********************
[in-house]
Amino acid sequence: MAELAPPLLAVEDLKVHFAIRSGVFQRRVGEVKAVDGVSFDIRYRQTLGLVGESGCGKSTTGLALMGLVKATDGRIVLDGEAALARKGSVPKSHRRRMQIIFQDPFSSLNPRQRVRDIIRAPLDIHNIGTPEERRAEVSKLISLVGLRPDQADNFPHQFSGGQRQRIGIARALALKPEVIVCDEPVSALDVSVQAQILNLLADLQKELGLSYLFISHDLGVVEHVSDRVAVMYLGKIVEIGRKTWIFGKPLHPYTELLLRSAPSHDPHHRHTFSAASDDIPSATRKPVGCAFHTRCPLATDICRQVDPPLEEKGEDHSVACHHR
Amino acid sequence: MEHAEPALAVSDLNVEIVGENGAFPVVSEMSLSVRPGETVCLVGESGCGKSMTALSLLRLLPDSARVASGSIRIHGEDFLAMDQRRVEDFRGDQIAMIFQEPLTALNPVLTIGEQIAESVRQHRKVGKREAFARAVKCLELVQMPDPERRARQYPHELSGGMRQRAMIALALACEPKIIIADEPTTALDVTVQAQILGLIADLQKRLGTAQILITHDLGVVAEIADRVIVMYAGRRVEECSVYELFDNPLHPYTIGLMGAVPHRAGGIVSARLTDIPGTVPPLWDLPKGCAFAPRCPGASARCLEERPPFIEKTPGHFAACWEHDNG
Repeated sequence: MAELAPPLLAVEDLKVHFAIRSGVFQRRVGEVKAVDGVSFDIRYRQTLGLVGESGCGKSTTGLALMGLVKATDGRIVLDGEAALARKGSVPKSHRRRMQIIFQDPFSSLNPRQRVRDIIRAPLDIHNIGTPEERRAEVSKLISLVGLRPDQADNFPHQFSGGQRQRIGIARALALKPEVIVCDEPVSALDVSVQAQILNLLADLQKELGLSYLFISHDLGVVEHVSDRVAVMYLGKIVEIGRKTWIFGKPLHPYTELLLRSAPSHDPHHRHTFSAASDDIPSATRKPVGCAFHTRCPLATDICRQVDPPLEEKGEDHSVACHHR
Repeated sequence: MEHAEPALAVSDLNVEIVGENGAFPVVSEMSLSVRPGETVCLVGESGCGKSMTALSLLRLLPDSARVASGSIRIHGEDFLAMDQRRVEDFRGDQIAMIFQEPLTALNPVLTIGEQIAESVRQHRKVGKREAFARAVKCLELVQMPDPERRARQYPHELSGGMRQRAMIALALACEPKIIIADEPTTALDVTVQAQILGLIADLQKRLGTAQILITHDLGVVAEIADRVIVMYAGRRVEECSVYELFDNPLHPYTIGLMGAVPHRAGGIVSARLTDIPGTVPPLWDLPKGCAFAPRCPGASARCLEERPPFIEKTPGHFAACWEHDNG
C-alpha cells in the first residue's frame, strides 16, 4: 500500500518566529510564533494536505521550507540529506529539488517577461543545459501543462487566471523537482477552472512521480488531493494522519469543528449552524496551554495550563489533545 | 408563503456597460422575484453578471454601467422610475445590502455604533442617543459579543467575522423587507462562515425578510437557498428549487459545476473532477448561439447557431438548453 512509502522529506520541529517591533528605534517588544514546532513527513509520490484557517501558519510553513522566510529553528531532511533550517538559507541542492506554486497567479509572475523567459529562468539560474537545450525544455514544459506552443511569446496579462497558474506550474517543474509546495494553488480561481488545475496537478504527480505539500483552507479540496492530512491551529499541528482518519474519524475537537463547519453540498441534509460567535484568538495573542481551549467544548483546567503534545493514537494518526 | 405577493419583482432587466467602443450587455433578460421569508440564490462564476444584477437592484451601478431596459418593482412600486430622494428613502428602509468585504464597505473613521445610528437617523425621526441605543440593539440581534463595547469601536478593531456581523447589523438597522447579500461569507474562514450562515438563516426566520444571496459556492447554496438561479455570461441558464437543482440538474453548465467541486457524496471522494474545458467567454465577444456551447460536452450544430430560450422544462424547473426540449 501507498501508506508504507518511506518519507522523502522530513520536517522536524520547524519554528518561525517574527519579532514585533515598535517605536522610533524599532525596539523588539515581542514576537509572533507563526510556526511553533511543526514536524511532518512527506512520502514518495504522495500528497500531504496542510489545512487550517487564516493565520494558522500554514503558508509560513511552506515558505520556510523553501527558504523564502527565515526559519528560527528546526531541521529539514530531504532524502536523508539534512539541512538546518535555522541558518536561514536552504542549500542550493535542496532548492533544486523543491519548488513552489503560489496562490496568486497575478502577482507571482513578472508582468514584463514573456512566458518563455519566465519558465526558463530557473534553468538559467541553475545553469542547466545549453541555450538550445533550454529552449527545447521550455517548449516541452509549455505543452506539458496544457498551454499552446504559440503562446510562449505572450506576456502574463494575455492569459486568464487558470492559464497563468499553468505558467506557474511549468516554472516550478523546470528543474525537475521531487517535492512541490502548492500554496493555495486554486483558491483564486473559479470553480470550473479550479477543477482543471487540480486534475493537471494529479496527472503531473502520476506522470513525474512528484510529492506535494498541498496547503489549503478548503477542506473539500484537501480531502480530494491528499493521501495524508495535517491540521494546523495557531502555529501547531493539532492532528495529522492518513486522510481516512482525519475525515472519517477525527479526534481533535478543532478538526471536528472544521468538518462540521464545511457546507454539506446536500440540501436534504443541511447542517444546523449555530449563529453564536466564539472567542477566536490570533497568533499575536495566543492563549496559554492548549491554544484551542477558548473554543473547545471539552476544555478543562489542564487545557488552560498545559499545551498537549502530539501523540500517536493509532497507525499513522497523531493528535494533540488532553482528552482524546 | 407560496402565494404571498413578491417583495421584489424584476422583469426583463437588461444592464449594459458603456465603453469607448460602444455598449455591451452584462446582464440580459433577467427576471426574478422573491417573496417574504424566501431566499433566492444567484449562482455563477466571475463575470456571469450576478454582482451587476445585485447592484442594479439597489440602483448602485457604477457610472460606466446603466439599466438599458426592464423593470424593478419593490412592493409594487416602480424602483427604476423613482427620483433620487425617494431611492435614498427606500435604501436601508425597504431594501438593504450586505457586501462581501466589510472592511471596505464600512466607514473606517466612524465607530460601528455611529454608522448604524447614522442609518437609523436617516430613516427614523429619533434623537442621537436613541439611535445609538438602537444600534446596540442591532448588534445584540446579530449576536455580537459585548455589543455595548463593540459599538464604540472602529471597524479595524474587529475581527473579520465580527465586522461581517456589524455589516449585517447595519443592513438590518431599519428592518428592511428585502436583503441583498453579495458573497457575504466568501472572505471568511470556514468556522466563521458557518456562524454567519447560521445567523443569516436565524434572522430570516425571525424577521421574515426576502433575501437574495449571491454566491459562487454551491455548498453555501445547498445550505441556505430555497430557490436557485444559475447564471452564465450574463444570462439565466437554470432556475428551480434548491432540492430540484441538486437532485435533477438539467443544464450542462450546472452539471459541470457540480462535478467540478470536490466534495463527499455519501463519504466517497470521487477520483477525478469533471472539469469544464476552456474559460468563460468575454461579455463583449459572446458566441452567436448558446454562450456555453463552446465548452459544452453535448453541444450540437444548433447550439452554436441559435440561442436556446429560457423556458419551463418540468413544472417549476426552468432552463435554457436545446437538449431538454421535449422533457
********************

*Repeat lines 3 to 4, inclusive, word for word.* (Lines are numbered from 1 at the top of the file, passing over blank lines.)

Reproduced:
Amino acid sequence: MEHAEPALAVSDLNVEIVGENGAFPVVSEMSLSVRPGETVCLVGESGCGKSMTALSLLRLLPDSARVASGSIRIHGEDFLAMDQRRVEDFRGDQIAMIFQEPLTALNPVLTIGEQIAESVRQHRKVGKREAFARAVKCLELVQMPDPERRARQYPHELSGGMRQRAMIALALACEPKIIIADEPTTALDVTVQAQILGLIADLQKRLGTAQILITHDLGVVAEIADRVIVMYAGRRVEECSVYELFDNPLHPYTIGLMGAVPHRAGGIVSARLTDIPGTVPPLWDLPKGCAFAPRCPGASARCLEERPPFIEKTPGHFAACWEHDNG
Repeated sequence: MAELAPPLLAVEDLKVHFAIRSGVFQRRVGEVKAVDGVSFDIRYRQTLGLVGESGCGKSTTGLALMGLVKATDGRIVLDGEAALARKGSVPKSHRRRMQIIFQDPFSSLNPRQRVRDIIRAPLDIHNIGTPEERRAEVSKLISLVGLRPDQADNFPHQFSGGQRQRIGIARALALKPEVIVCDEPVSALDVSVQAQILNLLADLQKELGLSYLFISHDLGVVEHVSDRVAVMYLGKIVEIGRKTWIFGKPLHPYTELLLRSAPSHDPHHRHTFSAASDDIPSATRKPVGCAFHTRCPLATDICRQVDPPLEEKGEDHSVACHHR